In a 23-page decision, Judge Edward Smith begrudgingly ruled in favor of The Freedom From Religion Foundation, a Wisconsin-based organization that promotes the separation of church and state.
In 2014 and 2015, the foundation threatened to sue Lehigh County if it did not remove the cross from the seal. The cross’ presence, it argued, violated the Establishment Clause, which forbids government from favoring one faith over others or prohibiting religious practice.
Stephen Meholic, David Simpson, John Berry and Candace Winkler — all Lehigh County residents and members of the foundation — joined the suit as plaintiffs. The four testified that they were opposed to the seal or found it unwelcome or offensive, according to court documents.
Commissioners refused to back down to the threats. In a resolution unanimously passed in 2016, commissioners argued the cross needed to be viewed in historical context. The cross, they said, represented the Christian settlers who colonized the region. The foundation filed suit last year as a result.
In his ruling, Smith said the cross was a passive symbol that did not coerce anyone into adopting Christianity or establish a county religion. However, existing case law required him to find that the county was honoring the settlers because they were Christians, which violates the Establishment Clause.
“While the court may not fully agree with the test provided, the court must apply that test,” Smith wrote.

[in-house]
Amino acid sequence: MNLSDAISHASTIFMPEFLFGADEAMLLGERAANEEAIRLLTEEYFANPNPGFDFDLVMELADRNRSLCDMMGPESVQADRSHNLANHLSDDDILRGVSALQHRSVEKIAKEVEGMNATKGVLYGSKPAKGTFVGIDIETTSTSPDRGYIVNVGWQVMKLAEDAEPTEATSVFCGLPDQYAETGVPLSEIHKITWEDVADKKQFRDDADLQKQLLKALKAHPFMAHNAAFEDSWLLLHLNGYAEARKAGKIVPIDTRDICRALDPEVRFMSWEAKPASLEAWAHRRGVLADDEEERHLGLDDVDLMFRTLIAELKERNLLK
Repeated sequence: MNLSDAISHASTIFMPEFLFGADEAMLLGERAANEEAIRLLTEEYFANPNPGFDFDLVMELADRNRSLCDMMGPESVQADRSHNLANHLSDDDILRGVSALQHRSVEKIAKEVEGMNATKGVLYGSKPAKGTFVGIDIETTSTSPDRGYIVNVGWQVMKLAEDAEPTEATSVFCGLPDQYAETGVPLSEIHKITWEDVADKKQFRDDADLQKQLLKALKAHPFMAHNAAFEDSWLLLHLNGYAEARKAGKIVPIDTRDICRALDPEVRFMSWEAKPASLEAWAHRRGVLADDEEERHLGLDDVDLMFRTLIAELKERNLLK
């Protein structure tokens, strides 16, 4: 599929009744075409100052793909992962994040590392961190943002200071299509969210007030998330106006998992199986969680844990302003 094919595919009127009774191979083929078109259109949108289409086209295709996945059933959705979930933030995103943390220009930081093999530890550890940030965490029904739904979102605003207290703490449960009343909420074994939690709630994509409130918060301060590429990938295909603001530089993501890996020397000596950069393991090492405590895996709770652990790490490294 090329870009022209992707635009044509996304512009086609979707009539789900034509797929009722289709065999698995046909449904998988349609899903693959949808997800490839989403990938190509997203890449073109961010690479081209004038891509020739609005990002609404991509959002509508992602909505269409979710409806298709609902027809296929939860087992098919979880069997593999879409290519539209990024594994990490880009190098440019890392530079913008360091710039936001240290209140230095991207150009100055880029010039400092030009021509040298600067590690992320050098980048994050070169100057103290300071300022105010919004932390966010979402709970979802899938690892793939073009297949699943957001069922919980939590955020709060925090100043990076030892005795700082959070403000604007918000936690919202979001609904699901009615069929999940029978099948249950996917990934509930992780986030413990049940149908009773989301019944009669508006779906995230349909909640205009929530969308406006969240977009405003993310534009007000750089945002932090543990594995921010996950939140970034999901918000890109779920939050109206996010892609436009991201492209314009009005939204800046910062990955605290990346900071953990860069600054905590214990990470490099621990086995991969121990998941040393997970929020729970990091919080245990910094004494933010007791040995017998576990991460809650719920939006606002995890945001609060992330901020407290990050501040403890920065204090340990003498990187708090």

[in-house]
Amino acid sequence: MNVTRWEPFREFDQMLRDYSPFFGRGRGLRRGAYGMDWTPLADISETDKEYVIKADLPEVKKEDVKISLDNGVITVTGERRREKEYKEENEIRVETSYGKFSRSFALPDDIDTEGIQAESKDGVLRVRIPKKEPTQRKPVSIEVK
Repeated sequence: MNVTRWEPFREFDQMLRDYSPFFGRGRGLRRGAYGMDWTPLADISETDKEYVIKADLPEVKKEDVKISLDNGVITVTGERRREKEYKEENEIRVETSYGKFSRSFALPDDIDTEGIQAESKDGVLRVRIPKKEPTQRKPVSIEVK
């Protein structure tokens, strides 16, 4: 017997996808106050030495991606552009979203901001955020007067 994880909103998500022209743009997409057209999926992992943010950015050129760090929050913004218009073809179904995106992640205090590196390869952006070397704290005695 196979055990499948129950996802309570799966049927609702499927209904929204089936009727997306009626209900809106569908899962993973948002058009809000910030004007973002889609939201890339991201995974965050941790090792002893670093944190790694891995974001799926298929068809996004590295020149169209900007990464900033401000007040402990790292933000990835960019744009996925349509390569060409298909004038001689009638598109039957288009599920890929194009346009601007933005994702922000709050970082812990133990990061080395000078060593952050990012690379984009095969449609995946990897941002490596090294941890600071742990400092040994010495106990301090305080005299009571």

Smith did not order the county to immediately remove the seal, but he asked the foundation’s lawyers to propose an injunction that would likely bar its future use. The proposal is due in the next two weeks.
In a news release Thursday, foundation Co-President Annie Laurie Gaylor spelled out what the organization has in mind moving forward.
“This welcome ruling should settle the matter and get the seal redesigned to be inclusive, to ensure that it does not continue to send a message that only Christian citizens are represented or welcome,” she said.
Lehigh County Board of Commissioners Chairman Marty Nothstein did not immediately return a phone call seeking comment Thursday evening. County Executive Tom Muller declined to comment, saying commissioners dictated how to proceed on the suit.
Lehigh County commissioners adopted the seal in 1944 with the cross displayed prominently at its center. The seal also contains the historic Lehigh County Courthouse, a heart said to symbolize Allentown, a bison representing the herd at Trexler Nature Preserve, cement silos and bunting, among other symbols.
Lehigh County includes the seal on its flag, buildings, website, letterhead, legal documents and as a screen saver on displays in the county meeting room.